Worrying statistics reveal that one man in every five will die before the age of 65 and almost four in five suicides are by men, with suicide being the biggest cause of death in men under 35 years of age. In addition, men are generally more likely than women to fail to recognise or act on warning signs of poor mental and physical health and may be unable or unwilling to seek help from support services and other people.
Certainly, men remain less likely to visit a pharmacy – with an average of four visits a year compared to women’s 18 visits a year– or their GP to get advice and support for health concerns.
Some 74 per cent of women who are depressed have talked to someone about it, but only 53 per cent of men who are depressed have talked about how they feel. This, combined with the statistics about men’s suicide rates, highlights a growing need for extensive and effective change in supporting men’s health, and their mental health in particular.
The Men’s Health Forum is seeking to achieve this by helping healthcare providers remove barriers and reach out to men rather than waiting for men to engage, as is usually the case. This is the foundation for Men’s Health Week, which is the charity’s annual awareness campaign.
Pieter de Meer, Men’s Health Forum’s communications and public affairs officer, says: “The reason for Men’s Health Week is the same as the existence of the charity. We wanted to get men to act, engage and think about their health. Women are much more active when it comes to health as they’re generally seen as the caregivers of the family, but we really want to target men and get them thinking about their health too.”
Launched in 2002, Men’s Health Week runs in the week leading up to Father’s Day and this year it takes place from 13 to 19 June with the theme ‘beat stress’. “We chose beat stress because it’s important to get people talking about it,” Pieter explains. “Mental health and wellbeing is stigmatised, but these issues are very common. It may not be something you face often, but people around you will be and so everyone deals with mental health issues in some way.”
The Men’s Health Forum has found that there’s a disconnect between the prevalence of men’s mental health issues in the UK and the targeted support that’s available to them. “When we look at statistics we see that four in five suicides are committed by men, the prison population, violent crimes are mostly committed by men, performance in schools is worse, things like psychological distress, missing persons, homelessness, they’re all mostly men,” Pieter explains. “We see that men have these mental health issues, but they’re not addressed properly. We want to change that.”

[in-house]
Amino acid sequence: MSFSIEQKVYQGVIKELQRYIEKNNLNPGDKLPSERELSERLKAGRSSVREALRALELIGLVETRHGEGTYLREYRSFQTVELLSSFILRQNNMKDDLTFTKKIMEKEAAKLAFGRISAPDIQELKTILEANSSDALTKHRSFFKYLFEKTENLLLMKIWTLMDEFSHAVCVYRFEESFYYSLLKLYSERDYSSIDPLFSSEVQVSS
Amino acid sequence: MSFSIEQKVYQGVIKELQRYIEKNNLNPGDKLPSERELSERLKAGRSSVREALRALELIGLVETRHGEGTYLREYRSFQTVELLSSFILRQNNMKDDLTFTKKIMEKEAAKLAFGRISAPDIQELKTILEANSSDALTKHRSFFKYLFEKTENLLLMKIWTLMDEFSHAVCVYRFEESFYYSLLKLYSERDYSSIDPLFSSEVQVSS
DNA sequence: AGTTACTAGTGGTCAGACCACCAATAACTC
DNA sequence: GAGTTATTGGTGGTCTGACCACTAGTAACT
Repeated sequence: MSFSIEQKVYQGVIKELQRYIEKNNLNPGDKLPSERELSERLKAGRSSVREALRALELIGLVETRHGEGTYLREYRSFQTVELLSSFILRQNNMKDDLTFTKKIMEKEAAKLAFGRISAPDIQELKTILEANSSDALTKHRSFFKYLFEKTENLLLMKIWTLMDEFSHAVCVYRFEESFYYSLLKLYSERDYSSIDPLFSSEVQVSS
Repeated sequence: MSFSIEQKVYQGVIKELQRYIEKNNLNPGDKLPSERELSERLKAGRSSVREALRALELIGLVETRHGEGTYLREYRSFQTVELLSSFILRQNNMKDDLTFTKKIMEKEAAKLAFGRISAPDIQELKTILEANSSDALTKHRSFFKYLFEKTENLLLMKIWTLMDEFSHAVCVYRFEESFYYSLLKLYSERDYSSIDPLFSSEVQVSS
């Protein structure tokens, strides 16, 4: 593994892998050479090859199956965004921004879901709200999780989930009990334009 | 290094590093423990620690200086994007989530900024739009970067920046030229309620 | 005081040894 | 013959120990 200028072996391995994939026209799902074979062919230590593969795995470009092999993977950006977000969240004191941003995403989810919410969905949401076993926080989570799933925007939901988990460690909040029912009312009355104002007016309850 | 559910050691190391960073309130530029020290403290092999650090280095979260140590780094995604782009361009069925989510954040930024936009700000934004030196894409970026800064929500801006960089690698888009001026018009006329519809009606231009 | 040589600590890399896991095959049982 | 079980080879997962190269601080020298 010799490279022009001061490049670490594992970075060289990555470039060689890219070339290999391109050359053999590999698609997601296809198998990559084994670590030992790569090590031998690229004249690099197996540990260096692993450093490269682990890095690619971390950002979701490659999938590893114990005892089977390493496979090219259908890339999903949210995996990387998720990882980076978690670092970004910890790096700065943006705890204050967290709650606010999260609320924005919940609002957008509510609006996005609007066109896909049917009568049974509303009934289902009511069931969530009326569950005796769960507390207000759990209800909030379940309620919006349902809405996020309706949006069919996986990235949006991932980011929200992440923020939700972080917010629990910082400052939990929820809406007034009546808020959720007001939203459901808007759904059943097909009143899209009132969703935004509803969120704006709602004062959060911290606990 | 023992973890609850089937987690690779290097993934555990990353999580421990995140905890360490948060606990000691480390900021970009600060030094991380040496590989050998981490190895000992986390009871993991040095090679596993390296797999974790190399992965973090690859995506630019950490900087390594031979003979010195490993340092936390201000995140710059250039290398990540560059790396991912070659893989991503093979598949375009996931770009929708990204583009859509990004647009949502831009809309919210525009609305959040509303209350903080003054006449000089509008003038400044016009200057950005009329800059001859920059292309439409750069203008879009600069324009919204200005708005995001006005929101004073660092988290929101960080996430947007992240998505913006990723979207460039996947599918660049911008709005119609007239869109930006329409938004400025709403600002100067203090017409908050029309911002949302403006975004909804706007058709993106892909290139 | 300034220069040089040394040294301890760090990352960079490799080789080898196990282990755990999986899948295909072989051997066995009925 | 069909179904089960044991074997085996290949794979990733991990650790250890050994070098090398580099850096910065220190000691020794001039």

Pieter acknowledges that this is a tough ask, but with the help of workplaces, councils and healthcare providers, as well as other local organisations, the charity hopes to encourage men to engage. More than 750 organisations partnered with the Men’s Health Forum for Men’s Health Week 2015 and this year the charity hopes for an even greater reach.
“Men are very solution focused – they want an immediate result – and mental health is a very difficult area for this, but pharmacy can help to reach them with solutions,” says Pieter. “Stress has a very big impact on all aspects of life and Men’s Health Week is all about helping men do something about it and providing appropriate advice. So social engagement is important – speaking to a friend or colleague – sleeping is essential with stress, and exercise is good for relieving it too.” These are all areas where pharmacy staff have a wealth of knowledge that they can pass on to customers.
The Men’s Health Forum also has resources available to help pharmacies provide the best support, including monthly ideas newsletters and a Men’s Health Week resource pack. Pieter adds: “Pharmacies should always feel free to contact the Men’s Health Forum and ask anything because we’re always able to share best practices and give hints and tips from what has been successful in other pharmacies in previous years to guide their activities.”
Pieter’s best advice for pharmacies is to make their Men’s Health Week activities really visible using window displays or posters, in order to catch the eye when men are walking past and prompt them to get thinking about their health.
“Research shows that men don’t seek help as often as women, so leaflets can be a good way to get around this,” says Pieter. “It’s difficult to have a conversation out of the blue about mental health, unlike weight for example, so it’s important to have leaflets about beating stress available for people to pick up to read in their own time,” he continues. “It varies from man to man, but mental health concerns are very private, so having the opportunity to read about these issues is important.”
Men’s Health Week activities will also be supported by the launch of a new ‘Beat Stress’ service on the Men’s Health Forum website. This gives people the opportunity to talk to a trained healthcare professional anonymously and ask questions about concerns regarding stress without an appointment.
But the aim of Men’s Health Week is not just to reach out to men and support their mental health. “We also want to learn from the week,” explains Pieter. “We want to understand how men deal with mental health, we want to speak to them and see what appeals to them and what their mental health and wellbeing means to them. We want to better understand men so we can support them better.” Using the campaign in this way will hopefully enable the charity to push for appropriate change and steer support and healthcare services to best support men in leading healthier and longer lives.
Sign up for news, tips and information to help with Men’s Health Week activities at: menshealthforum.org.uk/mhw.